Monday, September 30, 2013

Baked Tofu with Peanut Sauce

Baked Tofu with Peanut Sauce and a side of Hot and Sour Mushroom Stir fry

This is a very quick dish or you can do some steps ahead and end up with something very different. Both are really tasty. Just different.

If you start with frozen and pressed tofu, the tofu will cook up very firm, making it excellent for putting in vegetarian spring rolls or using in stir fries. If you start with tofu that is fresh from the carton, it will be saucier - the water that you would have pressed out will combine with the peanut butter mixture and make a sauce. It's good over plain rice or noodles either way.

Baked Tofu with Peanut Sauce
(serves 4, costs $2.50)

1 carton of firm tofu, 14 to 16 oz.
3 Tablespoons smooth peanut butter
2 Tablespoons vegetable oil
2 teaspoon grated fresh ginger
1 clove garlic, minced
1 pinch of cayenne
1 Tablespoon soy sauce, regular or low-sodium

Drain the tofu and slice it into 6-8 slices, about ¾" thick. You have a few choices at this point:

Lots of time: Freeze tofu, thaw, then lay on a baking rack between paper towels over a dish to catch any drips. Cover with a baking sheet and weight down with a couple of heavy cans to press out even more moisture. Let drain for 30 minutes.

Little time but you planned ahead: Freeze the tofu and then thaw.

No time: Pat dry.

Preheat the oven to 350°F. Combine the remaining ingredients in a small bowl. Spray a baking pan with nonstick cooking spray. Pour the sauce into the pan. Place the tofu on top and turn to cover both sides with sauce. Bake for 10 minutes. Turn over tofu and bake for another 8-10 minutes until sauce is bubbly and hot.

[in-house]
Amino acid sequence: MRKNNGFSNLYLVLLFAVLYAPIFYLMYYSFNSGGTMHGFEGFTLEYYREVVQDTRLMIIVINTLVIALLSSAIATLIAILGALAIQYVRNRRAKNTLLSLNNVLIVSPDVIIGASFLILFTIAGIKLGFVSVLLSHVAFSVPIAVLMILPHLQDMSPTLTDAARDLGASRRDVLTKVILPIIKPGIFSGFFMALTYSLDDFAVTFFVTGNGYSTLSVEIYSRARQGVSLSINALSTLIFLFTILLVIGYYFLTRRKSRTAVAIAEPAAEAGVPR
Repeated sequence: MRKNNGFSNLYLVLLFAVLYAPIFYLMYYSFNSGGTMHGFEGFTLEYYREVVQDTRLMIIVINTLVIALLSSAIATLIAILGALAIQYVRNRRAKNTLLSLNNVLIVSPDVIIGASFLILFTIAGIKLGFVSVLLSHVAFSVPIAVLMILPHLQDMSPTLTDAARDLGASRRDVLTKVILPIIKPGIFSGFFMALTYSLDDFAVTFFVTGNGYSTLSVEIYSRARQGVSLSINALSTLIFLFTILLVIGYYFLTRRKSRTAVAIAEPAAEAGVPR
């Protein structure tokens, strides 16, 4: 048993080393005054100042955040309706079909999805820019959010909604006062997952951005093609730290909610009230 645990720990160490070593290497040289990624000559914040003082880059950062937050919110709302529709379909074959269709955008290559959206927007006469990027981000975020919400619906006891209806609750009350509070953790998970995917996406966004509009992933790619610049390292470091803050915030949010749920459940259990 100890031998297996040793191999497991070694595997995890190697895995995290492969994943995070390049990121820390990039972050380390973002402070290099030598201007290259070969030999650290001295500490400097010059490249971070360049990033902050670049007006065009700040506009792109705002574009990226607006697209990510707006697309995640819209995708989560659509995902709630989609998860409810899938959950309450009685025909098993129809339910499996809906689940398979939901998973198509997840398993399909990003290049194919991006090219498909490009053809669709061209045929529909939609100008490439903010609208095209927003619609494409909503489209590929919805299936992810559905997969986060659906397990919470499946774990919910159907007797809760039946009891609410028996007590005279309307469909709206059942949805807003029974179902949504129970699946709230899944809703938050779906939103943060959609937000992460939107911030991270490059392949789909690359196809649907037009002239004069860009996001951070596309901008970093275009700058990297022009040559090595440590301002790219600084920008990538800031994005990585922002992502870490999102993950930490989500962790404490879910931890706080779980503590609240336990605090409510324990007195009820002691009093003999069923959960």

This can also be made in the microwave, which is even faster. Make sure to use a microwaveable baking dish and cook it for 3 minutes on each side.

Note: You can slice and freeze the tofu in advance. I keep some frozen tofu in the freezer so I can make a chewy tofu dish quickly.

Wednesday, September 25, 2013

Teriyaki Sauce

At some point, a bottle of commercial Teriyaki sauce showed up in my fridge. I have no idea how it got there. Given the list of ingredients (below), I can't imagine ever buying it.

Naturally brewed soy sauce (water, wheat, soybeans, salt), wine, high fructose corn syrup, water, vinegar, salt, spices, onion powder, succinic acid, garlic powder, sodium benzoate (a preservative).

I do find it somewhat odd that they say "naturally brewed soy sauce" while also adding cheap sugar, a mysterious acid, and a preservative. I guess that "naturally brewed" part is supposed to balance out the other stuff. To be fair, succinic acid is not unnatural. It's an intermediate product in the primary energy pathway in every cell and produced during sugar fermentation. But, it is interesting to read that it is also a precursor for some speciality polyesters and was originally derived from amber (that fossilized pine sap with trapped insects). Salt, which appears twice as an ingredient, may be natural too but there is an awful lot of it in commercial Teriyaki sauce.

Why wouldn't I buy this? Because it's so easy to make at home. The results are far superior and you can tweak it to make it your way. Don't like garlic? Leave it out. Really like ginger? Add more.